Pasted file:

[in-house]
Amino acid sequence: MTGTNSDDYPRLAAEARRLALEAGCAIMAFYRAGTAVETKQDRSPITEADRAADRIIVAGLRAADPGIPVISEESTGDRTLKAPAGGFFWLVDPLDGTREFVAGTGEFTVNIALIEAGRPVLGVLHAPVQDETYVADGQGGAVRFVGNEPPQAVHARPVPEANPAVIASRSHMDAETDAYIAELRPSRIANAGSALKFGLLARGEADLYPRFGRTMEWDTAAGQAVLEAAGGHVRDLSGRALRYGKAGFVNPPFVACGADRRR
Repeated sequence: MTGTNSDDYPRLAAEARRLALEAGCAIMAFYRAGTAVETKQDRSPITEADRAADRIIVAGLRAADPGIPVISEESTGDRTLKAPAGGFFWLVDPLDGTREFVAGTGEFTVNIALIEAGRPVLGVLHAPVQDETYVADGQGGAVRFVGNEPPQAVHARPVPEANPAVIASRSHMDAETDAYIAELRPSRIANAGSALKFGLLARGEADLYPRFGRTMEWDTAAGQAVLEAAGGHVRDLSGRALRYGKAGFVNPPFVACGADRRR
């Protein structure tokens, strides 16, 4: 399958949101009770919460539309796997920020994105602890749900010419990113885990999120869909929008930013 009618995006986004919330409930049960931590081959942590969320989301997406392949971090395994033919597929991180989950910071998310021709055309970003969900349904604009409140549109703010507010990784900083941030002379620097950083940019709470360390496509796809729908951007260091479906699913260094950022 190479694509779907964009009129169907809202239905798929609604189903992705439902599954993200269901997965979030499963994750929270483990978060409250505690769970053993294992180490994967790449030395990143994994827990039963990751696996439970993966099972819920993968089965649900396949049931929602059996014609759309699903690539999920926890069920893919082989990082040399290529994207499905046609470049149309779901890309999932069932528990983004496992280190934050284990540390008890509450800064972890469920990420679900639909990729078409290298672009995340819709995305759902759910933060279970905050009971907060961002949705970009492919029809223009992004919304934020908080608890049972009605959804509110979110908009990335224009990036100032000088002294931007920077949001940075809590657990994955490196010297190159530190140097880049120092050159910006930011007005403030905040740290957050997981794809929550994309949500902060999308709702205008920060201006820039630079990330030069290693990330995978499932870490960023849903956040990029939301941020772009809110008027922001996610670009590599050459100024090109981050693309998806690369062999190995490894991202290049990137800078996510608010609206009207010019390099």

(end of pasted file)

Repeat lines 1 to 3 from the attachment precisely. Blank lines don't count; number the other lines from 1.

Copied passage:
[in-house]
Amino acid sequence: MTGTNSDDYPRLAAEARRLALEAGCAIMAFYRAGTAVETKQDRSPITEADRAADRIIVAGLRAADPGIPVISEESTGDRTLKAPAGGFFWLVDPLDGTREFVAGTGEFTVNIALIEAGRPVLGVLHAPVQDETYVADGQGGAVRFVGNEPPQAVHARPVPEANPAVIASRSHMDAETDAYIAELRPSRIANAGSALKFGLLARGEADLYPRFGRTMEWDTAAGQAVLEAAGGHVRDLSGRALRYGKAGFVNPPFVACGADRRR
Repeated sequence: MTGTNSDDYPRLAAEARRLALEAGCAIMAFYRAGTAVETKQDRSPITEADRAADRIIVAGLRAADPGIPVISEESTGDRTLKAPAGGFFWLVDPLDGTREFVAGTGEFTVNIALIEAGRPVLGVLHAPVQDETYVADGQGGAVRFVGNEPPQAVHARPVPEANPAVIASRSHMDAETDAYIAELRPSRIANAGSALKFGLLARGEADLYPRFGRTMEWDTAAGQAVLEAAGGHVRDLSGRALRYGKAGFVNPPFVACGADRRR